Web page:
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The Quest to Aggregate Flexible Office Data

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Office buildings are valued based on the strength of their leases. As I talked about at length in my previous Metatrend essay, this has been a hurdle for the newest, fastest-growing workplace product, the flexible office. A “flexible” office is by nature one that is leased short term, as short as one day in the case of many co-working locations. These arrangements allow both large companies and small startups to grow and shirk their office footprint based on their current needs and stand in sharp contrast to the rigid, ten years leases that are the norm. Flexible offices are also able to charge a premium and can increase office density, often correlated with profitability, to a level not possible in traditional office space. 

WeWork taught the world about the value of flexible office space, although it might have taught us more about the reckless exuberance about its potential. Landlords, brokers, and financers see the growth in the space and understand that it is valuable, but are not able to easily quantify it. There was one question I heard over and over when talking to people about valuing a flexible office space: If we can value hotels, which also have single-day leases, why can’t we do the same with flexible office space?

The most obvious answer is that there is no reliable source of industry data. Lease information is not public record, so you have to rely on landlords and management companies to provide the data. There are a number of companies that have been able to aggregate this kind of information from hotels, the most prominent of which is STR, which recently got acquired by commercial real estate tech company CoStar. But no company has been able to do the same for the nascent flex space industry. Without knowing things like local lease prices, vacancy rates, and amenity offerings, there is no way to really assess the risks and the rewards of the volatile demand for short-term workspaces.

After publishing my previous article I was contacted by Ben Tannenbaum. He is the co-founder of CoworkIntel, one of the companies attempting to aggregate and sell flexible office data. “We started by compiling all of the publicly available information on co-working spaces and flexible office suites,” Tannenbaum said. From there, his company will apply a model similar to CompStak’s, where users are able to access anonymized data in return for data about their own spaces.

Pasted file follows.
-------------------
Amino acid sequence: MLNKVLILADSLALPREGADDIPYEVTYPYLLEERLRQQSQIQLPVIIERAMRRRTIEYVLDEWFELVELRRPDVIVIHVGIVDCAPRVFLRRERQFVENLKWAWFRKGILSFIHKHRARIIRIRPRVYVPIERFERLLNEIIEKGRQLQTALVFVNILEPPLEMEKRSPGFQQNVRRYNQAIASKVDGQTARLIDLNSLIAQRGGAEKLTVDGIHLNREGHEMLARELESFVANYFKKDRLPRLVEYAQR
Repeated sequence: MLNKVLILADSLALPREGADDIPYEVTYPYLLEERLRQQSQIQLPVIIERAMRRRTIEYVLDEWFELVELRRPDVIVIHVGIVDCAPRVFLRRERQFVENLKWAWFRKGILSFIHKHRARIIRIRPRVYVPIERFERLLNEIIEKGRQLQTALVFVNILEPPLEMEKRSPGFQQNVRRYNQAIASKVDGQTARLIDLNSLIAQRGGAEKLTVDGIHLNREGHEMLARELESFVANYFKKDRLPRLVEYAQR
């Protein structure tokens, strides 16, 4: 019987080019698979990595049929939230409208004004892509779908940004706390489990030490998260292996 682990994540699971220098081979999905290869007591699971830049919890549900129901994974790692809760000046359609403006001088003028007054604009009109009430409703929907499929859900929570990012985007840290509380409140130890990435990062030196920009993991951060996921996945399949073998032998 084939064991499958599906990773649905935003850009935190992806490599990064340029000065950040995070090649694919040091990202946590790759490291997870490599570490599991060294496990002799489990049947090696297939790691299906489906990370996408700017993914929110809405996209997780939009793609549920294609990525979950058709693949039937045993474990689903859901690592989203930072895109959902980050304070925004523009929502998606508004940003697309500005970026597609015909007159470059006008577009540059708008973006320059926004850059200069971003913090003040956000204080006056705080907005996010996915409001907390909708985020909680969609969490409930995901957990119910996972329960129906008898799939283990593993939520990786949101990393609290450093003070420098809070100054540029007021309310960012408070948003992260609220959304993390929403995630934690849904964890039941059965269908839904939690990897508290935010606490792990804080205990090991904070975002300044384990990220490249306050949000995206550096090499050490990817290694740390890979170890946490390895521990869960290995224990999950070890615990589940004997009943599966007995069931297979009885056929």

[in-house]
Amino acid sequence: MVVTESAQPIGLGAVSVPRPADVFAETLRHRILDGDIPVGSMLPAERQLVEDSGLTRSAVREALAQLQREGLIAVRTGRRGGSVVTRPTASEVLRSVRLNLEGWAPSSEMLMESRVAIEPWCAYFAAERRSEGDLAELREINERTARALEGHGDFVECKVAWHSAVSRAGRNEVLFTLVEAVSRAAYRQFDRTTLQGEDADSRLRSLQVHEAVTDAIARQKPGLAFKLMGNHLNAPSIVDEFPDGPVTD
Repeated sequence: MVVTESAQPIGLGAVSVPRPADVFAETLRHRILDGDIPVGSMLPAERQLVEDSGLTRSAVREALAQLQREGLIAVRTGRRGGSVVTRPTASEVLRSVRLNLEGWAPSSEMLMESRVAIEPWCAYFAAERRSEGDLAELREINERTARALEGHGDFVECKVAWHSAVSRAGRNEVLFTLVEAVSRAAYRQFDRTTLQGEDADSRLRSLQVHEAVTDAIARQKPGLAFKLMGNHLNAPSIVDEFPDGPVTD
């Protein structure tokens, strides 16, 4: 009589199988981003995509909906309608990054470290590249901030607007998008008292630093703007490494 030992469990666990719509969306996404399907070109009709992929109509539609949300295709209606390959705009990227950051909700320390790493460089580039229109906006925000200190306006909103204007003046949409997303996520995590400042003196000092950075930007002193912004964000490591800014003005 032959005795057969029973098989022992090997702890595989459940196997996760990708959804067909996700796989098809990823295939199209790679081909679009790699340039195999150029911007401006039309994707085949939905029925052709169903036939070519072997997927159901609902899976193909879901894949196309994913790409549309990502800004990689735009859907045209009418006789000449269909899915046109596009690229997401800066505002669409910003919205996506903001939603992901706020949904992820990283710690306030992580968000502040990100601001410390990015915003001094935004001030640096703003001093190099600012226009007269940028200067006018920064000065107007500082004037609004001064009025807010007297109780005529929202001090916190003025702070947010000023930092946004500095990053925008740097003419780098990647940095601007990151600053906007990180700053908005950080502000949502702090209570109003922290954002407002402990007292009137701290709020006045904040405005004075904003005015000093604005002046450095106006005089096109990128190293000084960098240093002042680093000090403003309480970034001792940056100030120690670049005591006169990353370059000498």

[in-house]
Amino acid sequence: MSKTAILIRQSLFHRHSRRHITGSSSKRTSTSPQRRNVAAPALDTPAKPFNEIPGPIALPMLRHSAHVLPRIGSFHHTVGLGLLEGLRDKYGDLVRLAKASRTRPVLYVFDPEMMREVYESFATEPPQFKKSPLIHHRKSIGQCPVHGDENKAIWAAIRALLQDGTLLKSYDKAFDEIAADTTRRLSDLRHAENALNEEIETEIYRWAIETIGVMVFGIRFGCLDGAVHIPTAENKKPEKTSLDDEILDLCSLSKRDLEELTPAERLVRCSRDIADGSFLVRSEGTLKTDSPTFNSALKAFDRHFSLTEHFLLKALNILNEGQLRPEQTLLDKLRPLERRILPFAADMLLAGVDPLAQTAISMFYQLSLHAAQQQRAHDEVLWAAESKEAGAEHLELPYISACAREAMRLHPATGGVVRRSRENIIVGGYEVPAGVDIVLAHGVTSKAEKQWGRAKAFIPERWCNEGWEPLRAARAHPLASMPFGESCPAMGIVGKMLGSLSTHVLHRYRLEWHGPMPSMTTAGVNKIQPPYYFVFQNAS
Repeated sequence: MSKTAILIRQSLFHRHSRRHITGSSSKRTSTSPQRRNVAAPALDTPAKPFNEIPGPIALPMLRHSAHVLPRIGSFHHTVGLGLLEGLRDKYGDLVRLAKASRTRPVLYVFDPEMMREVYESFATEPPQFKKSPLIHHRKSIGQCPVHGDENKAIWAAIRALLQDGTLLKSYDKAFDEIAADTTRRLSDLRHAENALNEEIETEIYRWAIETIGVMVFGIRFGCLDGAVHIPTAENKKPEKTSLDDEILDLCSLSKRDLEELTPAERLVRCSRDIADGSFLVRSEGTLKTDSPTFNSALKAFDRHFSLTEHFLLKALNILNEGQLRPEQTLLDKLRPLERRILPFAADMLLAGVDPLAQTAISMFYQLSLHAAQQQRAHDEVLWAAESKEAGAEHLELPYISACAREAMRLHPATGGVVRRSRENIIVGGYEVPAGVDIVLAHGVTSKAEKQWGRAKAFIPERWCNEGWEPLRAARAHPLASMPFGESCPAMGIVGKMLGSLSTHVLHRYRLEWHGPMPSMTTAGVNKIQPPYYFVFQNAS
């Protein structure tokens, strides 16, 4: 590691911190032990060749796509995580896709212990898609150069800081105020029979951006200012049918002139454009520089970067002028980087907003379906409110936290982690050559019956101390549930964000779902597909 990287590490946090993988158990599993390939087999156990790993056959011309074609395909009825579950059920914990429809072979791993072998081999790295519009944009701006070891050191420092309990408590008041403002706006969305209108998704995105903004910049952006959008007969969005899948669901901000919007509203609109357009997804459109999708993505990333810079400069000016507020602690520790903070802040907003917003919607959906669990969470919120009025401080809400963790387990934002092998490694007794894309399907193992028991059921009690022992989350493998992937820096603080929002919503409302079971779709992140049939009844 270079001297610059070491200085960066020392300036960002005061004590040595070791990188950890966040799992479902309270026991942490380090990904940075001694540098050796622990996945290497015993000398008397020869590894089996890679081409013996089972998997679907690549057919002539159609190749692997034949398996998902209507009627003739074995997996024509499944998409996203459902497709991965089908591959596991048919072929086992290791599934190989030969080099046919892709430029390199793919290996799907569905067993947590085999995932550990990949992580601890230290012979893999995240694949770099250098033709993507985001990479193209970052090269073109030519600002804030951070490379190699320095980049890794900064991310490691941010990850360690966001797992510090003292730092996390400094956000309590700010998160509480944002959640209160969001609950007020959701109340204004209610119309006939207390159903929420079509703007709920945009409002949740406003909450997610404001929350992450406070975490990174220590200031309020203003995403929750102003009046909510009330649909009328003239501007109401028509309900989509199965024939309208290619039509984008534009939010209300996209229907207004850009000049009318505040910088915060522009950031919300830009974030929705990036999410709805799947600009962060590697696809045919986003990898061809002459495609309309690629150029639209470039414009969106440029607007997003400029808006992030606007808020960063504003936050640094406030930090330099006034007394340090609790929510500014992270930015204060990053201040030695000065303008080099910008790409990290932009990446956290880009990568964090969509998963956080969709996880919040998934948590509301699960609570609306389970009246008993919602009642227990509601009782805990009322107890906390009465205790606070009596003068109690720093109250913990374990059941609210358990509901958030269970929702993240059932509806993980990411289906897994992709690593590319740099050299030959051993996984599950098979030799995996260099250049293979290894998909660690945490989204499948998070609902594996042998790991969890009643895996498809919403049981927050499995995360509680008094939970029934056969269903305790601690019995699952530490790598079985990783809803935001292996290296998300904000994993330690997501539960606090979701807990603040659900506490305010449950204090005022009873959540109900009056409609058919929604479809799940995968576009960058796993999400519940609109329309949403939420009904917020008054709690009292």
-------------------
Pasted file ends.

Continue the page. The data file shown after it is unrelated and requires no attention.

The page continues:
So far CoworkIntel is only in talks with the biggest flexible office operators but Tannenbaum sees a clear need for the data set. “Landlords and lenders are interested in the space but they are sometimes still discovering this new business model,” he said. Proof of this disconnect, in Ben’s eyes, is that if one were to try and finance a property that was one hundred percent flexible office, it would be hard to find a lender without personal guarantees. “This lack of financial support has made it hard for new operators that don’t yet have a brand name or a big portfolio and has kept the sector from growing,” Tannenbaum added. 

We are starting to understand what the important metrics for a flexible office might be. Tannenbaum said that he needs to see not just booking information but a location’s raw revenue data. Only then can revenue streams be separated like flexible suites versus hotdesks versus ancillary revenue from things like events. Calculating things like square foot per desk for flexible space can also be tricky. For example, since some of the area of a flexible office is shared space that area needs to be divided up and shared by the leasable space. 

Right now there is very little known about any local flexible office market. But what is known is that these markets are expected to grow post-COVID. For the industry to be able to meet the demand for short-term office space, property and finance teams will have to be able to look up reliable data about its market. Eventually, a company will emerge that can fill that need and we will be able to stop talking about flexible office leases as the unwanted stepchild of the office real estate industry and instead be able to start talking about it as a distant cousin of the hospitality industry.

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